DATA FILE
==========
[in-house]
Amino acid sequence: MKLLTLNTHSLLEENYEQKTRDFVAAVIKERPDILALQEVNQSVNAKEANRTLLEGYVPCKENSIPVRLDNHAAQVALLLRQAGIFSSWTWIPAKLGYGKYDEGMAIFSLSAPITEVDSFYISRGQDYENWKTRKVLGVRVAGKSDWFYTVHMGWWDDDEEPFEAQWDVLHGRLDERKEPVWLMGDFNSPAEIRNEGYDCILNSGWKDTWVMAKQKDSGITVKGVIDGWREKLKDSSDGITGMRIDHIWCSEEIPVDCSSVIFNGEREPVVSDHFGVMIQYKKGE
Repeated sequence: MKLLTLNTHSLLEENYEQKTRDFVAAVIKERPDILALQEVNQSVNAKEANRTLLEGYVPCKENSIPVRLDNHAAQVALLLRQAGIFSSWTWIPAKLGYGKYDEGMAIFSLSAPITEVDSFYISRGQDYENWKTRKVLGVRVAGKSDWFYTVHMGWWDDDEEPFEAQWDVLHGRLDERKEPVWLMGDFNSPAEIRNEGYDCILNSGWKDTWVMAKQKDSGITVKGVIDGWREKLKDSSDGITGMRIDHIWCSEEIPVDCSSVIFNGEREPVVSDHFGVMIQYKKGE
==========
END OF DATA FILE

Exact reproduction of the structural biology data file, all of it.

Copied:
[in-house]
Amino acid sequence: MKLLTLNTHSLLEENYEQKTRDFVAAVIKERPDILALQEVNQSVNAKEANRTLLEGYVPCKENSIPVRLDNHAAQVALLLRQAGIFSSWTWIPAKLGYGKYDEGMAIFSLSAPITEVDSFYISRGQDYENWKTRKVLGVRVAGKSDWFYTVHMGWWDDDEEPFEAQWDVLHGRLDERKEPVWLMGDFNSPAEIRNEGYDCILNSGWKDTWVMAKQKDSGITVKGVIDGWREKLKDSSDGITGMRIDHIWCSEEIPVDCSSVIFNGEREPVVSDHFGVMIQYKKGE
Repeated sequence: MKLLTLNTHSLLEENYEQKTRDFVAAVIKERPDILALQEVNQSVNAKEANRTLLEGYVPCKENSIPVRLDNHAAQVALLLRQAGIFSSWTWIPAKLGYGKYDEGMAIFSLSAPITEVDSFYISRGQDYENWKTRKVLGVRVAGKSDWFYTVHMGWWDDDEEPFEAQWDVLHGRLDERKEPVWLMGDFNSPAEIRNEGYDCILNSGWKDTWVMAKQKDSGITVKGVIDGWREKLKDSSDGITGMRIDHIWCSEEIPVDCSSVIFNGEREPVVSDHFGVMIQYKKGE